Go Green and Save Green – How to Go Organic on a Budget Part 7

There are lots and lots of excellent reasons you should be eating organic food. It is the best choice for your health and the health of the environment. So why doesn't everyone go organic? There is a much higher cost associated with organic food. It costs more to produce food naturally and that cost is passed on to the consumer. There are, however, some things that you can do to make the switch to organic less expensive.

There are four basic things you can do to go organic for less money: grow what you can, spend your food dollars wisely, make most of your food from scratch and don't waste anything. Each article in this series will address one specific change you can make in each of the four areas.

Grow Your Own

So many people say they don't have the time or the outdoor space to grow their own veggies. Well, today I have an option that leaves you with no more excuses: sprouts.

The selection of sprouts at most grocery stores is very limited and very expensive. A small 2 ounce bag usually costs about $4. That's the equivalent of $32 a pound! As far as variety goes, you'll normally find 2 or 3 kinds of sprouts if you are lucky. And organic sprouts are even harder to find.

Organic sprouting seeds cost very little and produce a lot. The same 2 ounce bag costs me between 5 and 25 cents to produce, depending on the type. I grow organic broccoli sprouts, organic sunflower sprouts, organic clover sprouts, organic alfalfa sprouts, organic radish sprouts and organic mung bean sprouts. The process is quite simple: I put the seeds in a glass jar and top with filtered water (chlorine will kill the seeds, so clean water is a must.) I leave the jar on the counter overnight, then drain in the morning. I put them in a cool dark place, such as a cabinet or closet. I wet and drain the sprouts once a day until they are ready. They take between 2 to 6 days, depending on the variety. More precise instructions will come with your organic sprouting seeds. With a few seconds of effort a day, I am able to grow fresh organic sprouts indoors for a fraction of the grocery store price.

Spend Your Food Dollars Wisely

Go for items that will give you more of a nutritional bang for your buck. Skip the vitamin waters; they are expensive and usually don't offer much towards your good health. Make clean water your drink of choice and get your vitamins where Mother Nature put them in the first place: whole foods, especially vegetables.

Make Your Food From Scratch

A lot of home cooks make their food from scratch but purchase ready to use ingredients, like sliced vegetables. A good food processor will do the job for you instead, saving you money. Buy whole mushrooms, garlic, onions, carrots, cabbage and so much more. Slicing, chopping, mincing or shredding them at home will cost less and the vegetables will stay fresh longer when left whole.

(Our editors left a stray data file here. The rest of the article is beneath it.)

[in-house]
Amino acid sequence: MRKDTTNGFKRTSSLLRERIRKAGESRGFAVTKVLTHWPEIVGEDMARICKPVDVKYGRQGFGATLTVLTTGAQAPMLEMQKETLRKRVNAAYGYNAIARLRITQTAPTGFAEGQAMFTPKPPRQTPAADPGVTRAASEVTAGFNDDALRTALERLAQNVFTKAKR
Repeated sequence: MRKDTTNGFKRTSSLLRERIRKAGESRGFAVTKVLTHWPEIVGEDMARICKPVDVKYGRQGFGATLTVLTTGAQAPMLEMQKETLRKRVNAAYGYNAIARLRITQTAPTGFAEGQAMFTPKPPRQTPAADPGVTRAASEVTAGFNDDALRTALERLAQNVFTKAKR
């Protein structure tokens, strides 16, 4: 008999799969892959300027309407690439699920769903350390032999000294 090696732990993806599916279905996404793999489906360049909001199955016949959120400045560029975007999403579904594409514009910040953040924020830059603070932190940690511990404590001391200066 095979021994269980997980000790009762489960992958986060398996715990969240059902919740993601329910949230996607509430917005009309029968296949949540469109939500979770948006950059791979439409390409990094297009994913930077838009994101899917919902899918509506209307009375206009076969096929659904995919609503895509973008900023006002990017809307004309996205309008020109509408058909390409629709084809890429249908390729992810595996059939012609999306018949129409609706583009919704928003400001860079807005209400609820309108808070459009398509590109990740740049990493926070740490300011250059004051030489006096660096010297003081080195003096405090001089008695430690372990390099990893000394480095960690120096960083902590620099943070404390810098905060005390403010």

Don't Waste Anything

Organic Ketchup costs more than regular, but a quick read of the ingredients in both options will probably convince you the organic is certainly the better choice. One way to offset the higher price is by using every drop. I'm sure you were taught to turn the empty Ketchup bottle upside down to get the most out of it. This is an amateur tactic when it comes to culinary frugality.

So how do you get the last of it out of the bottle? After you have removed as much as possible, fill the almost empty ketchup bottle with water and shake to clean the sides. This is the best way to really get as much as possible out.

What can you use Ketchup water for? There are many options. There is still a good amount of flavor left in the bottle, which is transferred to the water. Use it instead of plain water in any recipe that would go well with the tangy, tomato flavor. Here are a few examples:

Use it instead of plain water when making rice. The resulting rice is perfect for use in a stuffed pepper filling or as a bed for beef stew.

Add the ketchup water to the mix when making homemade beef stock.

Simmer vegetables in the ketchup water. My favorite vegetables for this include green beans, corn and braised cabbage.

I hope I have convinced you going organic doesn't always have to break your budget. Make simple changes to get the most out of your food dollars. Thanks for reading, see you in part 8!

The Author:

Heather Krasovec, creator of Microwave Oven Reviews, uses her extensive experience in food based industries to help consumers make better choices when stocking their kitchens.

Photo Credit: FreeDigitalPhotos.net

Article Source: Articlesbase.com

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